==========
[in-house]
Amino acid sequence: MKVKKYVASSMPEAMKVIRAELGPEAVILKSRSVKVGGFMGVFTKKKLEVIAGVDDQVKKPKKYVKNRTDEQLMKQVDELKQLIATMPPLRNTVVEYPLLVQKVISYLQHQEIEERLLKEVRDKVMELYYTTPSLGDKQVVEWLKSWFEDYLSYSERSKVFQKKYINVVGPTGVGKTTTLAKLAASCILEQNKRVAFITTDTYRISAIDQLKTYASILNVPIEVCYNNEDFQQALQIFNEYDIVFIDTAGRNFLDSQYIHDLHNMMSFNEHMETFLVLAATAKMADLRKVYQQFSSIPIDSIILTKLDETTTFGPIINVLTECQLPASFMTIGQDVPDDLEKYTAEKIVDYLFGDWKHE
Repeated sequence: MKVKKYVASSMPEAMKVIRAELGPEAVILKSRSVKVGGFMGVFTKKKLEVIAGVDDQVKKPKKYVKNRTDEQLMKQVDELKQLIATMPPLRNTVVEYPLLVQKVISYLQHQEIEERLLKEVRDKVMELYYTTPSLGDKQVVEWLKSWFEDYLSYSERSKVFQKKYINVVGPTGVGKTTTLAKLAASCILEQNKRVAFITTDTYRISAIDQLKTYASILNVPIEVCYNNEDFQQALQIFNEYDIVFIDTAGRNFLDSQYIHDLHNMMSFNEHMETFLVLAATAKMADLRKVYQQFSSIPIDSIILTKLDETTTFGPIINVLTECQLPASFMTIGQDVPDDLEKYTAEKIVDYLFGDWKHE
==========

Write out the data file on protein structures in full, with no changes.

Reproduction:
[in-house]
Amino acid sequence: MKVKKYVASSMPEAMKVIRAELGPEAVILKSRSVKVGGFMGVFTKKKLEVIAGVDDQVKKPKKYVKNRTDEQLMKQVDELKQLIATMPPLRNTVVEYPLLVQKVISYLQHQEIEERLLKEVRDKVMELYYTTPSLGDKQVVEWLKSWFEDYLSYSERSKVFQKKYINVVGPTGVGKTTTLAKLAASCILEQNKRVAFITTDTYRISAIDQLKTYASILNVPIEVCYNNEDFQQALQIFNEYDIVFIDTAGRNFLDSQYIHDLHNMMSFNEHMETFLVLAATAKMADLRKVYQQFSSIPIDSIILTKLDETTTFGPIINVLTECQLPASFMTIGQDVPDDLEKYTAEKIVDYLFGDWKHE
Repeated sequence: MKVKKYVASSMPEAMKVIRAELGPEAVILKSRSVKVGGFMGVFTKKKLEVIAGVDDQVKKPKKYVKNRTDEQLMKQVDELKQLIATMPPLRNTVVEYPLLVQKVISYLQHQEIEERLLKEVRDKVMELYYTTPSLGDKQVVEWLKSWFEDYLSYSERSKVFQKKYINVVGPTGVGKTTTLAKLAASCILEQNKRVAFITTDTYRISAIDQLKTYASILNVPIEVCYNNEDFQQALQIFNEYDIVFIDTAGRNFLDSQYIHDLHNMMSFNEHMETFLVLAATAKMADLRKVYQQFSSIPIDSIILTKLDETTTFGPIINVLTECQLPASFMTIGQDVPDDLEKYTAEKIVDYLFGDWKHE